How can one restrict smooths fit to data subsets to observed predictor variable ranges within those data subsets?

Hello, I am currently using brms to analyze an observational data set that records how far people walk per day. I am interested in modeling the relationship between age and distance walked per day, broken down by gender (treat gender as a factor, and fit a smooth for each gender). One feature of the data is that the age range differs for males and females: male ages span the range 3 to 68, while female ages span the range of 2-84. I have found that when I fit a model to the total dataset, using ‘by’ to request a smooth to be fit to males and females separately, and then use marginal_effects to view the posterior, I see that the estimated smooth for males extends past the observed range of male ages, and that (as can be expected) these estimates are wildly uncertain and unrealistic. This makes me wonder whether there is a way to set up the model formula such that for each level of the smooth, the smooth is only estimated across the observed range of the predictor variables within that category?

The data are also structured by repeated observations of individuals and study locations, which I model with random effects.

Here is the model formula that I am using currently

bf(distance_walked ~ gender + s(age, by=gender) + (1|person) + (1|location), shape~gender+ s(age, by=gender) + (1|person) + (1|location))

I’d be happy to provide a plot of the marginal_effects plot that is making me nervous or other information, but since my question doesn’t seem to be dependent on the features of a particular dataset I’ll post this now.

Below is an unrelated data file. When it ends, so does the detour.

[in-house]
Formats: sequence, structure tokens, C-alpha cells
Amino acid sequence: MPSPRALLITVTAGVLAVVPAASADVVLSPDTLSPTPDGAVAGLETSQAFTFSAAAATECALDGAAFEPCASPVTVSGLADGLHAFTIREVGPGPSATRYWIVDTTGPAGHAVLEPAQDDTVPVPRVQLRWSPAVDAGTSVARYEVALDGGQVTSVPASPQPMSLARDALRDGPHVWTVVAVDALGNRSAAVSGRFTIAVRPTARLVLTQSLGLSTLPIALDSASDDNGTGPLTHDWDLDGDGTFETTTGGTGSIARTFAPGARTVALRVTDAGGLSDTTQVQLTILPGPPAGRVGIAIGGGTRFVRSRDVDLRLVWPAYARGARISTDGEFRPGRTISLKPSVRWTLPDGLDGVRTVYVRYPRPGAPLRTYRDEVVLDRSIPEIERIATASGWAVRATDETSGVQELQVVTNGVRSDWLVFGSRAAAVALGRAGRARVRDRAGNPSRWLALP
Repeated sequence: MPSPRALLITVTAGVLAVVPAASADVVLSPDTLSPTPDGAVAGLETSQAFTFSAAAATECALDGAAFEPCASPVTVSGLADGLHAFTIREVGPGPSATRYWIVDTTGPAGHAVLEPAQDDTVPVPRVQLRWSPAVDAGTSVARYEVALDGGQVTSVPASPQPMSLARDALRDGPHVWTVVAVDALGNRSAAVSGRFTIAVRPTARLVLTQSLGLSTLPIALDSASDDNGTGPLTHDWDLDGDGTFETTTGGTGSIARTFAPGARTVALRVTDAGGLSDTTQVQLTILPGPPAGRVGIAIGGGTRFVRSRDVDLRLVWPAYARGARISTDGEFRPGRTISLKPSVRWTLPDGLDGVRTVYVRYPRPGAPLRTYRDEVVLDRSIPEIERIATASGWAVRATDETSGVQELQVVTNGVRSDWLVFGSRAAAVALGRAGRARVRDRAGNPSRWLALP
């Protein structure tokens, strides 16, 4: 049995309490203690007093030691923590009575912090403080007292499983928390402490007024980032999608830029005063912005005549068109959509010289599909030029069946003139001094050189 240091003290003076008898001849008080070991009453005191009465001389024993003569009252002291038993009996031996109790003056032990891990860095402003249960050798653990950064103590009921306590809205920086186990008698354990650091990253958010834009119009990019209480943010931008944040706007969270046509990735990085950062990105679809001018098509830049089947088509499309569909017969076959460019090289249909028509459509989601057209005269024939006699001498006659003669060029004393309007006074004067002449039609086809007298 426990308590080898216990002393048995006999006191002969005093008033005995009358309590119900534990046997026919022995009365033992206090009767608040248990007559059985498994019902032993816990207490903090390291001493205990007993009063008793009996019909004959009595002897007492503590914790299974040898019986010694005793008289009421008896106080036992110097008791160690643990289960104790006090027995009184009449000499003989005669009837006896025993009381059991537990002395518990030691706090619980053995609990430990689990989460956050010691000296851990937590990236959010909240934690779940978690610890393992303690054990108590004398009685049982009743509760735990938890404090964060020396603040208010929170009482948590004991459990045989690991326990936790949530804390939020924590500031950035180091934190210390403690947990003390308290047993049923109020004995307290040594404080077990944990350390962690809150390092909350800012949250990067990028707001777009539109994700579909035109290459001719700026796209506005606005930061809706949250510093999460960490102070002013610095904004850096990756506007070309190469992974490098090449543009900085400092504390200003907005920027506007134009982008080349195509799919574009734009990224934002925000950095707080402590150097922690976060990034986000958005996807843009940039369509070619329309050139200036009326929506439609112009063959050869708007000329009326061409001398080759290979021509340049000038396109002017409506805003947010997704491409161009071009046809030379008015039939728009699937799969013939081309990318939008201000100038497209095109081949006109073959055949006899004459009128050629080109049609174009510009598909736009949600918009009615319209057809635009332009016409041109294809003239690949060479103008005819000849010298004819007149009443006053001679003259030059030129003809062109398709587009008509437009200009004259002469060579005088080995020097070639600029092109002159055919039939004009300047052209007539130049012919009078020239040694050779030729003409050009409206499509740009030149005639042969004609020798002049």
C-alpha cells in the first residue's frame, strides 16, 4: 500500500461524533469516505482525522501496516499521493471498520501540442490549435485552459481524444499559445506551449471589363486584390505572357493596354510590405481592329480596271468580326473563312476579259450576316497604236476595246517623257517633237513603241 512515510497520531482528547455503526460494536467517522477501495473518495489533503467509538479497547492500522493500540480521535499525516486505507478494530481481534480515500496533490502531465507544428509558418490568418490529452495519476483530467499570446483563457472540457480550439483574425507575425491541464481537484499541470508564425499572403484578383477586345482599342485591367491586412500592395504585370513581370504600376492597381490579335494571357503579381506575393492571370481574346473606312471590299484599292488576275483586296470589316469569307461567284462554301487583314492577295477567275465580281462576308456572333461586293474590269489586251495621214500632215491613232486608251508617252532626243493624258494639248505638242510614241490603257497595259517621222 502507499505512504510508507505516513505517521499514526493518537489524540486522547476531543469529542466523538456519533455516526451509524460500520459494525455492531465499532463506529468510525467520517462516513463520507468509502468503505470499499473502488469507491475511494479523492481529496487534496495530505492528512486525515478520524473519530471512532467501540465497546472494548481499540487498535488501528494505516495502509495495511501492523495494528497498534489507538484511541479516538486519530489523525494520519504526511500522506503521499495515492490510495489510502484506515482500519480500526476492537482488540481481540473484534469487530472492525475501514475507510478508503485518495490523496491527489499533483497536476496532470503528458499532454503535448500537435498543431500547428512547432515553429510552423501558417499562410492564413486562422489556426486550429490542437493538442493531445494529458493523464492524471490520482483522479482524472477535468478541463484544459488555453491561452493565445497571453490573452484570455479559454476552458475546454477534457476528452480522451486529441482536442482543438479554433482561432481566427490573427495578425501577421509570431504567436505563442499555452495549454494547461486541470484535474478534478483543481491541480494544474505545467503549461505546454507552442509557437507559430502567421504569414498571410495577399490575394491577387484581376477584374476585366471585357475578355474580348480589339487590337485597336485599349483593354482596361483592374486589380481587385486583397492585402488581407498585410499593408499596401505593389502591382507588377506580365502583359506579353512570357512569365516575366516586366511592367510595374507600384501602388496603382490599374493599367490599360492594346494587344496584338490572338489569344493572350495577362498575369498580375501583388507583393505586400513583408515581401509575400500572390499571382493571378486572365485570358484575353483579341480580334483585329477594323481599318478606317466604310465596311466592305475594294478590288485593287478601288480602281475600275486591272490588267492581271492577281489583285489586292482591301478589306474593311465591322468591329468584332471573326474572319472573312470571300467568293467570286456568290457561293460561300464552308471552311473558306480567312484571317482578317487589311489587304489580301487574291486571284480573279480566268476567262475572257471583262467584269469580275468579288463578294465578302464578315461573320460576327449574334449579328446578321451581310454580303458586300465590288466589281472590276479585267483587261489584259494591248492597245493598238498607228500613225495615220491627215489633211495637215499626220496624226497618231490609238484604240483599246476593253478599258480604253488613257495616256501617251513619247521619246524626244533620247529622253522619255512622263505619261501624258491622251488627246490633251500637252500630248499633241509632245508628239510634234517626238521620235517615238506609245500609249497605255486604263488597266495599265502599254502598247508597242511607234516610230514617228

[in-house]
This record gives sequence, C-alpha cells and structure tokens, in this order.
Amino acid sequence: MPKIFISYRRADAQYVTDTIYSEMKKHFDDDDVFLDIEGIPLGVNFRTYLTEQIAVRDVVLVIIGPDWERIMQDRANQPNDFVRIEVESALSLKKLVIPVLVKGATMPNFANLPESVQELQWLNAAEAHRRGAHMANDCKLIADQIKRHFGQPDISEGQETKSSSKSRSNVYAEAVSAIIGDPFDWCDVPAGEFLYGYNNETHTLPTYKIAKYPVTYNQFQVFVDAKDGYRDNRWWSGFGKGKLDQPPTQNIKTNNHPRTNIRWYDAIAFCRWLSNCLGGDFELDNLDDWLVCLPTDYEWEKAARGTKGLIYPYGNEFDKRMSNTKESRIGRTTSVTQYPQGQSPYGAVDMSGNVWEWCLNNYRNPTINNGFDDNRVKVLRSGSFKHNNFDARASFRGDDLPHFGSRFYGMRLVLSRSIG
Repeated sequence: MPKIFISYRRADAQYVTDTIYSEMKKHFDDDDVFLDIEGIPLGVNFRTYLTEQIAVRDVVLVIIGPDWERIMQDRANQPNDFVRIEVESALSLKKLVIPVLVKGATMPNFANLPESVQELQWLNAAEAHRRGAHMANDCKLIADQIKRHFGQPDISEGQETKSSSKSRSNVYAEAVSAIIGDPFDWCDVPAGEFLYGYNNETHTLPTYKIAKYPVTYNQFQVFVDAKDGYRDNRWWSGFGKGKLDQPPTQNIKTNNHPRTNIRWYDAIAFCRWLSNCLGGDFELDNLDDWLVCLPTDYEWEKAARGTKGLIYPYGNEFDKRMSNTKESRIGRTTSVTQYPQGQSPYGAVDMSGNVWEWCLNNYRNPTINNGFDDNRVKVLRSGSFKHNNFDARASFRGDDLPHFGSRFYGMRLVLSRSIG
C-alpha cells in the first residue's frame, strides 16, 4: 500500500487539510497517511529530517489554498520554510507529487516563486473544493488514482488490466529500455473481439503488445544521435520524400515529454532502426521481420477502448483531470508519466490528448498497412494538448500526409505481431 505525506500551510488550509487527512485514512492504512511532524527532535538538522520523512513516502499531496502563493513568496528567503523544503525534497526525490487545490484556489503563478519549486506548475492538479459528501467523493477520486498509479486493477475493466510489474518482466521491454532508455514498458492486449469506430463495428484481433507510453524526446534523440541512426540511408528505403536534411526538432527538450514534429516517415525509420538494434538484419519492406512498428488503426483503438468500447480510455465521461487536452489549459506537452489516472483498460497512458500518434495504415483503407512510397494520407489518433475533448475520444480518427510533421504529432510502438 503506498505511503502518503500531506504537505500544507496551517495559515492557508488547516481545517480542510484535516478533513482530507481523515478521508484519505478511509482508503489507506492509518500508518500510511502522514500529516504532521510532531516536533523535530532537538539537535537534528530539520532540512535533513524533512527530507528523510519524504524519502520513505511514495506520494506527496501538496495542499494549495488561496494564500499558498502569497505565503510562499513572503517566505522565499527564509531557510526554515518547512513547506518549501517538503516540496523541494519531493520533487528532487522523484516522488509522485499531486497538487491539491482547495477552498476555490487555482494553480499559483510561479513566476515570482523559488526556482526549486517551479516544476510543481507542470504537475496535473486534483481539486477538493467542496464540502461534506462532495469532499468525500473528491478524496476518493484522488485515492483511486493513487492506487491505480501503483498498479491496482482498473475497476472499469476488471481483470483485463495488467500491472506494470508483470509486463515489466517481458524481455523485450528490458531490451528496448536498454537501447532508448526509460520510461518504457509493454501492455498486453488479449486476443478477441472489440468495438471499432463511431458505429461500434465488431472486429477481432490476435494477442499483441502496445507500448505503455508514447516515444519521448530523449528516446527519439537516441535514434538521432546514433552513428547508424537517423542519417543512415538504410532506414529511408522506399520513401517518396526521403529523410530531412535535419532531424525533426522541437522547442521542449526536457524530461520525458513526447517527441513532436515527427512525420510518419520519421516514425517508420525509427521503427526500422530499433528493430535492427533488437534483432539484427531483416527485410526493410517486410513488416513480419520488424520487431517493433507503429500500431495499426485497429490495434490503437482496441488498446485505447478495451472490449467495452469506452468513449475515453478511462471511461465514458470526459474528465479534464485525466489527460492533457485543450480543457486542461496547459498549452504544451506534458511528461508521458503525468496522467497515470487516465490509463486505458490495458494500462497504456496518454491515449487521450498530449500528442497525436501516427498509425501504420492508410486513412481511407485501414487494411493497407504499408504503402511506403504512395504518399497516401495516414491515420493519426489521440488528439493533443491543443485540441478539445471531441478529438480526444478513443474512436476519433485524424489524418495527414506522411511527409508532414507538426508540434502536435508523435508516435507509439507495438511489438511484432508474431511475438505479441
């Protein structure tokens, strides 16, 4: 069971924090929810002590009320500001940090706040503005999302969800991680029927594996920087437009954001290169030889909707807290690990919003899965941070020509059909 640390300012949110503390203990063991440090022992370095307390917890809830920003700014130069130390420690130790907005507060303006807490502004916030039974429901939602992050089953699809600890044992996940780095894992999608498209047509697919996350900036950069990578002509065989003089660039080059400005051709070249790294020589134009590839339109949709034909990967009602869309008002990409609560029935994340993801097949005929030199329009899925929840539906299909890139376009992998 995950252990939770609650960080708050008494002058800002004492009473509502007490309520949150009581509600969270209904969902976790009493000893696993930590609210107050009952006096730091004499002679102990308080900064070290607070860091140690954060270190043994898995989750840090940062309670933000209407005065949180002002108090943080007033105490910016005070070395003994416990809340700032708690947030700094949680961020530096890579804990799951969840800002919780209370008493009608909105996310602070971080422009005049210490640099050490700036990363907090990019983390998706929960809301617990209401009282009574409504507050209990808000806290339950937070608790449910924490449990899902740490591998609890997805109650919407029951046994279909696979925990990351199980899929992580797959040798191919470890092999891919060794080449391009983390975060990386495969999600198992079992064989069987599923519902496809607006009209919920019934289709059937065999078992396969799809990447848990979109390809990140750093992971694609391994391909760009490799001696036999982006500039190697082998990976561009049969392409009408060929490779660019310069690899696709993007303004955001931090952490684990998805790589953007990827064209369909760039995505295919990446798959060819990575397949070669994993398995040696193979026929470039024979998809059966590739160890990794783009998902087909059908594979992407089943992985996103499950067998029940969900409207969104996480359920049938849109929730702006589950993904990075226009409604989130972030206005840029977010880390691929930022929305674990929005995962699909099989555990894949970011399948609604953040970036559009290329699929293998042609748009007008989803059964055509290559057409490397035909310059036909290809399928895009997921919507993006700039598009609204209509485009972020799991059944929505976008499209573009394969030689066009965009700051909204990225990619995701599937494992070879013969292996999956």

• Operating System: macOS Sierra 10.12.6
  • brms Version: 2.8.0

I’m gonna quote the brms docs on marginal_effects not to be sarcastic but because I’m not super familiar with this and I want to make sure I don’t say anything wrong :D.

When creating marginal_effects for a particular predictor (or interaction of two predictors), one
has to choose the values of all other predictors to condition on. By default, the mean is used
for continuous variables and the reference category is used for factors, but you may change these
values via argument conditions. This also has an implication for the points argument: In the
created plots, only those points will be shown that correspond to the factor levels actually used in
the conditioning, in order not to create the false impression of bad model fit, where it is just due
to conditioning on certain factor levels.

I think marginal effects is plotting predictions from either ‘fitted’ or ‘predict’. Not sure which by default, but the x-axis in the plot is whatever you ask for the marginal effects on.

But to get a prediction for everything else, you need values for all the other variables, so brms uses the average of continuous values and the reference categories for factors (whatever that means).

So if the x-axis is age here, the question is what factor got used for the male/female variable? From reading the docs it’s possible female got used if it’s the reference class? I think you can do ‘points = TRUE’ to see which points are being used on the x-axis.

I think you can use the ‘conditions’ variable to specify whichever of male/female you specifically want to look at.